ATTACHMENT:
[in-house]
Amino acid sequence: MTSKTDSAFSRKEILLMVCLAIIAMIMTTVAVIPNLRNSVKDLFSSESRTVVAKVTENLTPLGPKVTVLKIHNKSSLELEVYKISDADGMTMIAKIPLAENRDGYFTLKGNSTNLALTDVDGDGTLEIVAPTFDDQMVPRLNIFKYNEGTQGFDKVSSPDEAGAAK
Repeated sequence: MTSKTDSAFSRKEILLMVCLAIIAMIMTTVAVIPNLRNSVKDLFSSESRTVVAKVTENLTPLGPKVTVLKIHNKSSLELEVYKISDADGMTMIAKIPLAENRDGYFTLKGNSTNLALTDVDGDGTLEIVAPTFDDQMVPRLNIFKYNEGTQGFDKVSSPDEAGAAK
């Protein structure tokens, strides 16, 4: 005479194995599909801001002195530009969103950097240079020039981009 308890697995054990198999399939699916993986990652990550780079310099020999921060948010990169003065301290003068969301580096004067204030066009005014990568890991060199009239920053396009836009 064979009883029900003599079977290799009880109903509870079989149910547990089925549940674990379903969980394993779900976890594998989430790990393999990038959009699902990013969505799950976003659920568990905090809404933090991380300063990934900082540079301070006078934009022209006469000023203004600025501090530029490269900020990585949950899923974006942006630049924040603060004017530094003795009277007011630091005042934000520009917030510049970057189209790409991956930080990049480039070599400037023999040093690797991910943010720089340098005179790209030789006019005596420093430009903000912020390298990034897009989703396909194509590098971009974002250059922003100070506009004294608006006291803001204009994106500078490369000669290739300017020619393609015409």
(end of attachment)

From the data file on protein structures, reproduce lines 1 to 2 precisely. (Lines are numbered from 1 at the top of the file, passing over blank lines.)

[in-house]
Amino acid sequence: MTSKTDSAFSRKEILLMVCLAIIAMIMTTVAVIPNLRNSVKDLFSSESRTVVAKVTENLTPLGPKVTVLKIHNKSSLELEVYKISDADGMTMIAKIPLAENRDGYFTLKGNSTNLALTDVDGDGTLEIVAPTFDDQMVPRLNIFKYNEGTQGFDKVSSPDEAGAAK